Ron Howard Takes a Scientific Approach With NatGeo’s ‘Breakthrough’
We’ve watched Ron Howard grow for six decades, from roles on The Andy Griffith Show and Happy Days to Oscar-winning director (A Beautiful Mind). Now, as part of a National Geographic Channel documentary series, he’s tracking how science may allow us to see him age for several more. Breakthrough, which launches Sunday, November 1, at 9/8c, features marquee directors tackling major scientific issues. Howard’s episode explores the progress in giving us longer lives. In other installments, Angela Bassett looks at the battle over clean water, Brett Ratner explores the brain and Paul Giamatti investigates human robotics. Howard and fellow executive producer Brian Grazer discuss their latest Breakthrough.
Ron, what drew you to direct this particular installment?
Howard: There are plenty of important issues but these are the ones that National Geographic collectively decided were great to tackle first in our series. We had to get a sense of who wanted to do what among the directors coming on board. I grabbed this one because I though it was relevant to everyone and also challenging in some ways. I felt like it was one of those stories that we’re all curious about. In making it I was really glad that we caught a moment where the scientists and researches we were following were actually engaged and trying to make a breakthrough. That’s at the center and spirit of the series.
You happened to catch an early 2015 meeting where a group was discussing strategy on aging research and making great strides.
Howard: We didn’t know that was going to happen. In fact, it was the very last thing we covered.
When interviewing subjects you cycle through photos of them as they age. In fact, you included a montage of yourself growing up and getting older!
Howard: Well, none of us are avoiding it!
Laura Deming (left), a young scientist whose venture capital fund backs companies that research aging, is your breakout star.
Howard: That was unexpected. I hope our show surprises people and they start to realize that they may spot a future Thomas Edison.
Let’s talk about the other installments of Breakthrough. How did you choose the directors?
Grazer: We worked with a bunch of friends who we knew that had these fascinations. We really rushed all of this; it took a while to get the commitment locked down and then the minute that it all came together between GE, and us, we had to have it right away. So we immediately reached out to friends of ours that we have worked with and we know are talented and have a social conscience.
You mentioned General Electric, which is a partner on this docuseries. Did the company impact the storytelling?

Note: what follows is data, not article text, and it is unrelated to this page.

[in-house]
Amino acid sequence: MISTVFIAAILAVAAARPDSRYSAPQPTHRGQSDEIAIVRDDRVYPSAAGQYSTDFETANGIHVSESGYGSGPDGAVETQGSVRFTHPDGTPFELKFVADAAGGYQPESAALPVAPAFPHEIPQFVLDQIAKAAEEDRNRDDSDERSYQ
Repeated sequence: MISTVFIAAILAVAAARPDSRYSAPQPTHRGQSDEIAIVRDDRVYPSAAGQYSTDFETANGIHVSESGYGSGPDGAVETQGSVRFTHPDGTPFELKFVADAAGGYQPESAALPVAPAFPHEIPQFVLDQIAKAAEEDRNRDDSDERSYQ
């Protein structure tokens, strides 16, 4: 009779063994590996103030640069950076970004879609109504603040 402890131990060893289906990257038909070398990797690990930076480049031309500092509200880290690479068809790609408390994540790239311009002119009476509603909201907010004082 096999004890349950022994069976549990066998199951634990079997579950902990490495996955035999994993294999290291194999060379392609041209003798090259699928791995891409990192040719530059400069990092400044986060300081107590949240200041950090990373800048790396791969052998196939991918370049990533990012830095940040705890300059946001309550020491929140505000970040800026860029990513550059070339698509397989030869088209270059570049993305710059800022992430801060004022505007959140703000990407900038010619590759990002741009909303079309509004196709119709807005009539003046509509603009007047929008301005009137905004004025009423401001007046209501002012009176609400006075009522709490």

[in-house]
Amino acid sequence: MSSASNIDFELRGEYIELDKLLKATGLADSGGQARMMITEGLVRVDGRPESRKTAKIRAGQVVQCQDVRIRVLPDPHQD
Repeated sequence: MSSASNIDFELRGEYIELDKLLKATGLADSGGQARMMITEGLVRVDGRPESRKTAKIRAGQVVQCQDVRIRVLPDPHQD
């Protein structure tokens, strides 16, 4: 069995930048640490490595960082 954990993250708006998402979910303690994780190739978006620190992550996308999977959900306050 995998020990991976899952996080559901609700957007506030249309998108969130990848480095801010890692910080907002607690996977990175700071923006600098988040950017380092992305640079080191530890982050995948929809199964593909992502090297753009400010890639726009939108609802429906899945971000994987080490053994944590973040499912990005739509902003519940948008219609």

Grazer: I think it’s a very socially conscious company. I know Beth Comstock, who is now vice chairman of GE, and we both share this curiosity gene.
Was there anything particular that you took away, anything that surprised you or fascinated you?
Howard: I was intrigued by the various advancements that are happening. But also learning how hard it is for scientists to gain the footing and the support of institutions and administrative groups like the FDA to sanction deeper research. That surprised the hell out of me.
You illustrate that through your subject, Laura, who decides to move to Silicon Valley to raise money and start her own venture capital fund.
Howard: Without it making sense economically you can’t take it to the next level without the FDA approval. You can’t move it along as quickly as you’d like. You have this tension and frustration at the fact that this is something that every individual, every family thinks about. There was a huge drama in learning about all of that.
You narrate your episode. Speaking of narration, anything to report on another Arrested Development season?
Howard: Episodes are being written. [Creator] Mitch [Hurwitz] is very committed to it. But he’s also very busy, along with everyone else in the cast with lots of different projects. I think its everybody’s intention to try and do it. Everybody loves working with those characters and with that family. But with each passing month everybody becomes more successful, and that means it’s a little bit harder to rally everyone. Hopefully we all can find a way of doing it again because it’s a highlight when it comes together. I’ve never seen things run more smoothly or people laugh more and enjoy something more than when this cast is working on Arrested Development episodes.
And Brian, everyone is talking about too much TV right now. What’s your take on whether the industry is starting to drown itself with too much content?
Grazer: Well, there probably is too much TV. I don’t want to believe it because I love television, I like working in it. But what is anyone going to do about that? Creators like to work in this space. Right now this is that platform, but that will probably change.
Plus: Watch an exclusive clip below from the upcoming show.